Is hiring a first-time director a risk?

5 August '19 13 Comments on Is hiring a first-time director a risk?

Of all the creative jobs involved in the making of a feature film, the role of director is perhaps the most important.

It’s also the one which most clearly identifies a film. We talk about Spielberg films and Tarantino films more than we do Streep or Hanks films, even though all of these creatives are at the top of their field.

Some reasons for selecting one director over another are artistic (their skill, their ‘voice’, their connection to the script, etc) while others are pragmatic. When it comes to picking the perfect person to helm a film, producers and financiers want to do all they can to ensure the film will be a financial success.

There is a perception in some quarters that hiring a first-time director is too risky. But is that perception justified? I teamed up with Bruce Nash from The Numbers to take a look at the data to find out.

We focused on 3,217 narrative (i.e. non-documentary) feature films released between 1999 and 2018 which had just one director. For each film, we have detailed estimates of their financial performance, allowing us to make a reasonable assessment of the project’s overall profitability.

This allows us to look at whether hiring a first-time feature film director is a risk and, if so, by what degree.

What percentage of films are directed by a first-timer?

We should start by looking at how common it is for a film to be directed by someone who has not previously directed a movie.

The prevalence of first-time directors declines as budgets rise, with two-thirds of micro-budget productions being a directorial debut, compared to just one in ten films budgeted over $20 million.

The connection between debut directors and profitability

At most budget levels there is a slight advantage in favour of experienced directors, but the difference is extremely minor. The only budget level in which first-time directors appear to have a clear advantage over repeat directors is in the $5m to $10m range.  This includes such bold (and profitable) film debuts as Get Out, Billy Elliot, (500) Days of Summer and Layer Cake.

Note: The absolute percentages are not significant; it’s the difference between the two percentages at each budget level which reveal the trend.  

The effect of a first-time director is at its weakest on the largest budget range, i.e. movies costing upwards of $20m. While this may at first appear to be an unusual result, it’s worth considering who these “first-time film directors” are at this level. They are very unlikely to be fresh out of film school, but rather will have already proven themselves in other related fields. For example, Joss Whedon had experience in television before directing Serenity, Richard Curtis was a well-established writer before directing Love Actually, and Wally Pfister cinematography experience was what landed him the directing job on Transcendence.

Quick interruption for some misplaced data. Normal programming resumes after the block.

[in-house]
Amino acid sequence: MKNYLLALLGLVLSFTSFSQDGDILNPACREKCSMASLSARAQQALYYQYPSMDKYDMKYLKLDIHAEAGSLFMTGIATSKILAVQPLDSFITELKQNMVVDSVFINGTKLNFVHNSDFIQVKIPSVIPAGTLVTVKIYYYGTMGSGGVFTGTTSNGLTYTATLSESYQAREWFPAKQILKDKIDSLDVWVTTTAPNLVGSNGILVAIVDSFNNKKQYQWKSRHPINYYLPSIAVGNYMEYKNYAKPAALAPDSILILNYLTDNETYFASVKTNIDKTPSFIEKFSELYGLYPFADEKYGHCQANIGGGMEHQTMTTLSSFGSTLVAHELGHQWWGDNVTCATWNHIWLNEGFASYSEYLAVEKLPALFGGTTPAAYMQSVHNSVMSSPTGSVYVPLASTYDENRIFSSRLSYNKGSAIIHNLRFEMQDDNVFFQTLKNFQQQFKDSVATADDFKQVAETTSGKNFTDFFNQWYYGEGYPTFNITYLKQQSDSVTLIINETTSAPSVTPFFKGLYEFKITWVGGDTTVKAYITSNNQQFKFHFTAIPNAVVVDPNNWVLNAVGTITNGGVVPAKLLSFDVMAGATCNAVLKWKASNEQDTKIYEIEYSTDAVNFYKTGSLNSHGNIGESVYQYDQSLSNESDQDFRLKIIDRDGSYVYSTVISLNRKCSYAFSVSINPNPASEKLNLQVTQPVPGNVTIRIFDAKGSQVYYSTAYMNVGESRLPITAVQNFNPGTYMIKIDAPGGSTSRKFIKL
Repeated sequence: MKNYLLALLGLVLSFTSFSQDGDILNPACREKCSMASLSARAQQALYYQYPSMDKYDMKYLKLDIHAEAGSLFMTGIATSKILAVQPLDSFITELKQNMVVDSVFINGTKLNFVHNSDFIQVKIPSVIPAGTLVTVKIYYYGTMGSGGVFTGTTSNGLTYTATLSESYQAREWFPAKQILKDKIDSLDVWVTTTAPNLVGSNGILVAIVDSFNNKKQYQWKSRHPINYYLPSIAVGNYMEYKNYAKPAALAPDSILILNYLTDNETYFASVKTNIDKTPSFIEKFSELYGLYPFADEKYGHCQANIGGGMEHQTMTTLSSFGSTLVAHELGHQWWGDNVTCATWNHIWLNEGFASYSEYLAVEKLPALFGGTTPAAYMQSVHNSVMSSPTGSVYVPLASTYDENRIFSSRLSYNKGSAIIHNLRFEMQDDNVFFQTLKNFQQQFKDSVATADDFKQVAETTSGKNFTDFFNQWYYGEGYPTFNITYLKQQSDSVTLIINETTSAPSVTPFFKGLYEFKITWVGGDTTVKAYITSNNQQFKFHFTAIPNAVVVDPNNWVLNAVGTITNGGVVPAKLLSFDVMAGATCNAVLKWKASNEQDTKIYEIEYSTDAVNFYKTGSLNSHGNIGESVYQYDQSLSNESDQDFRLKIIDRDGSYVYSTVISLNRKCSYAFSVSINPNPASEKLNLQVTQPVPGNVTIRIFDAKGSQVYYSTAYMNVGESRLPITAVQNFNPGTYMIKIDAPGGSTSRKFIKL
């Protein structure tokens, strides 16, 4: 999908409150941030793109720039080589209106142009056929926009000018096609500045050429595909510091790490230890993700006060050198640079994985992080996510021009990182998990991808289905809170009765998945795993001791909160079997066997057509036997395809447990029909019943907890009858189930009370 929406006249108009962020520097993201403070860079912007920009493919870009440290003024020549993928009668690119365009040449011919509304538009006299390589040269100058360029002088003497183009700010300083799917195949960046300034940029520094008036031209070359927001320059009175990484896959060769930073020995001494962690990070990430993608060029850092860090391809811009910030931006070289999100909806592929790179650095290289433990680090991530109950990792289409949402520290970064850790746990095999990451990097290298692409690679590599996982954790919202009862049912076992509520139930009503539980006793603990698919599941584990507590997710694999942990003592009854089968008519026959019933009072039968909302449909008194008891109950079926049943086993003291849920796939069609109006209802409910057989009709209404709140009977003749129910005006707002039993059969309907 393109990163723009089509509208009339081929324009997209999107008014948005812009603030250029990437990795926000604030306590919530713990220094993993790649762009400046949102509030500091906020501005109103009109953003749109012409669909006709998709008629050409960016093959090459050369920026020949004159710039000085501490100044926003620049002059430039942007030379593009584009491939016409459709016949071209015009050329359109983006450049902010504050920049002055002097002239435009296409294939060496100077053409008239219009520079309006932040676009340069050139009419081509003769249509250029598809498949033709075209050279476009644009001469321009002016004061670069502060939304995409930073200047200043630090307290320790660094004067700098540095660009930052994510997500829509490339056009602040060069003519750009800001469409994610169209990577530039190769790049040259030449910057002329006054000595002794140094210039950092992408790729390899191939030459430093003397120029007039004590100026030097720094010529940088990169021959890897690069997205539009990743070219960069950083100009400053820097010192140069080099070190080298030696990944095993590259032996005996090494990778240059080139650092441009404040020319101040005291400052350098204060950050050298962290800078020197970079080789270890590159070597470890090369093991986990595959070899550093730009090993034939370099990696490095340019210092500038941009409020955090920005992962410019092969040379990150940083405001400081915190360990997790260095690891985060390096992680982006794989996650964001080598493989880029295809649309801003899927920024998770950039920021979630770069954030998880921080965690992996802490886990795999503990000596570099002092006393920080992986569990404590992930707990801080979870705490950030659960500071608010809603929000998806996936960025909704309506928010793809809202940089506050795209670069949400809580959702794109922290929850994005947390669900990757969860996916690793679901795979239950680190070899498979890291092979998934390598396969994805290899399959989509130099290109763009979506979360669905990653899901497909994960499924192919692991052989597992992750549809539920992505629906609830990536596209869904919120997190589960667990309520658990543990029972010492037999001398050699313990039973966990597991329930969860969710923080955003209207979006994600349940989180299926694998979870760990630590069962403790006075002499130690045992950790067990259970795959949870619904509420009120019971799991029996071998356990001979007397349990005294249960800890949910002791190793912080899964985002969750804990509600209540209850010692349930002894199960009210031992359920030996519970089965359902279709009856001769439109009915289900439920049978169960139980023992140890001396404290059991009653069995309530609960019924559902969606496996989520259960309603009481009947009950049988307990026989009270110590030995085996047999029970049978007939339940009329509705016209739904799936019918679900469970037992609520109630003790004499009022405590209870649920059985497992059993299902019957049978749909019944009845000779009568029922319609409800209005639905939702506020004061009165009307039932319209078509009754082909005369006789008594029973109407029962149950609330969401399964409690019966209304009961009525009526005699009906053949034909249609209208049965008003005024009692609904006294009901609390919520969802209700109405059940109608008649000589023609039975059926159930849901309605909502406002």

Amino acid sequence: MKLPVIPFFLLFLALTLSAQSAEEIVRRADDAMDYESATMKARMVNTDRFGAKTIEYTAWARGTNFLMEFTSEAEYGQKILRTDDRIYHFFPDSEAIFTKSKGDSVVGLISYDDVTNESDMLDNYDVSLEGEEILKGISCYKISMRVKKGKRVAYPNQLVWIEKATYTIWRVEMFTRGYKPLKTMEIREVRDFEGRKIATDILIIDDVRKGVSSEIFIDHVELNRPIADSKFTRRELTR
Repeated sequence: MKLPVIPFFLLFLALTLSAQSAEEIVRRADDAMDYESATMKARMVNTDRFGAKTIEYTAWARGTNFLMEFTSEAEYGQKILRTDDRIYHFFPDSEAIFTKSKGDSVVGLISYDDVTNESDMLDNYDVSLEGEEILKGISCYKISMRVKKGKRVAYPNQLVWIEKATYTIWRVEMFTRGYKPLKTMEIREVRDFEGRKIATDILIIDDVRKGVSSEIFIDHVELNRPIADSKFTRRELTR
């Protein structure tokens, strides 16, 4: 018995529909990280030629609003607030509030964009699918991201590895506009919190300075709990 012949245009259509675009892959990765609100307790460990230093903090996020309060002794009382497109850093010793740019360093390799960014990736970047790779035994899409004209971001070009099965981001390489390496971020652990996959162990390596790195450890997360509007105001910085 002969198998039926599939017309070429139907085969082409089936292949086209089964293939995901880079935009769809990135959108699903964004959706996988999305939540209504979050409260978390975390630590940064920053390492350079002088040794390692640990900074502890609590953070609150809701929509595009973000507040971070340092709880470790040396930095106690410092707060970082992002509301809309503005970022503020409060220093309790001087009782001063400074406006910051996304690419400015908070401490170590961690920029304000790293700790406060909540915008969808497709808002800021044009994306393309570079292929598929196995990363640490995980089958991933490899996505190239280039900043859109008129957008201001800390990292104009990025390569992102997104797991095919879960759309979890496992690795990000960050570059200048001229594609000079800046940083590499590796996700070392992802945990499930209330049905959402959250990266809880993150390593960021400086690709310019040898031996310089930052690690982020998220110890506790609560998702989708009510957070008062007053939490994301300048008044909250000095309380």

What’s the risk?

To get a deeper understanding as to what is causing this slight difference, we moved beyond a binary profit/loss outcome. Taking into account all costs and income we are able to calculate the likely financial return for each movie and categorise them into the following five outcomes:

  • Lost most / all – Returned below 50% of the production budget.
  • Lost a little – Returned between 50% and 100% of the budget.
  • Made a little – The film recouped its budget and earned additional profit up to its original budget.
  • Made a lot – Returned a profit of between one and three times its budget.
  • Mega wins – The film’s profit was more than three times its original budget.

Seen through this lens, the data reveals that the slight difference found in the previous chart is down to two factors:

1. Films from repeat directors are marginally less likely to fail completely (28% for first-timers vs 25% for repeat directors); and
2. Films from repeat directors are marginally more likely to be modestly profitable (17% vs 21%).

This finding suggests two things. First, repeat directors learn a little from their mistakes, and are fractionally less likely to make a dud.  Second, the slightly higher share of moderately successful films might be related to directors who find a profitable niche in the industry, and can produce films that fit that niche well.

Notably, in this analysis, first time directors are just as likely to make breakout hits as repeat directors.


Hiring a first-time director to work on a film might sound risky, but our analysis suggests that it actually doesn’t have much influence on the likelihood of a feature film being profitable.

While luck plays a part, producers and investors are generally fairly smart in selecting first-time directors, or at least in giving them the right budget to work with.

Overall, one thing is clear. Hiring a first-time director is not the kiss of death for any film.